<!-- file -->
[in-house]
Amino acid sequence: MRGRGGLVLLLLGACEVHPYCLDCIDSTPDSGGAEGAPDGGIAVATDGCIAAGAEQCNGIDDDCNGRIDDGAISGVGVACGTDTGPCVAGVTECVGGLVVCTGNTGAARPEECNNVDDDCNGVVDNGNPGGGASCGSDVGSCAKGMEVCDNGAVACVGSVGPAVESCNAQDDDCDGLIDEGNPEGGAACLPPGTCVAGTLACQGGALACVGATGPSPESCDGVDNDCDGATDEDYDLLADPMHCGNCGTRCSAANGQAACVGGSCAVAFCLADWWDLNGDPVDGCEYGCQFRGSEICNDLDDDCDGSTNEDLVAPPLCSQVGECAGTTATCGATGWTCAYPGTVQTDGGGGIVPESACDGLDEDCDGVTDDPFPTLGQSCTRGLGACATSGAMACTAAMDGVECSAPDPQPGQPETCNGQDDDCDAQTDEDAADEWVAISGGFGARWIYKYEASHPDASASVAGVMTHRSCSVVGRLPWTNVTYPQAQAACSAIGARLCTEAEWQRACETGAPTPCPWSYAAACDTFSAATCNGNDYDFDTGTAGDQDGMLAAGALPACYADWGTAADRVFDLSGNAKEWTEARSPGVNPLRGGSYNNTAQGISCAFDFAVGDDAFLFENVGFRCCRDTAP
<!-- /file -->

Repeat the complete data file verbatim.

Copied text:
[in-house]
Amino acid sequence: MRGRGGLVLLLLGACEVHPYCLDCIDSTPDSGGAEGAPDGGIAVATDGCIAAGAEQCNGIDDDCNGRIDDGAISGVGVACGTDTGPCVAGVTECVGGLVVCTGNTGAARPEECNNVDDDCNGVVDNGNPGGGASCGSDVGSCAKGMEVCDNGAVACVGSVGPAVESCNAQDDDCDGLIDEGNPEGGAACLPPGTCVAGTLACQGGALACVGATGPSPESCDGVDNDCDGATDEDYDLLADPMHCGNCGTRCSAANGQAACVGGSCAVAFCLADWWDLNGDPVDGCEYGCQFRGSEICNDLDDDCDGSTNEDLVAPPLCSQVGECAGTTATCGATGWTCAYPGTVQTDGGGGIVPESACDGLDEDCDGVTDDPFPTLGQSCTRGLGACATSGAMACTAAMDGVECSAPDPQPGQPETCNGQDDDCDAQTDEDAADEWVAISGGFGARWIYKYEASHPDASASVAGVMTHRSCSVVGRLPWTNVTYPQAQAACSAIGARLCTEAEWQRACETGAPTPCPWSYAAACDTFSAATCNGNDYDFDTGTAGDQDGMLAAGALPACYADWGTAADRVFDLSGNAKEWTEARSPGVNPLRGGSYNNTAQGISCAFDFAVGDDAFLFENVGFRCCRDTAP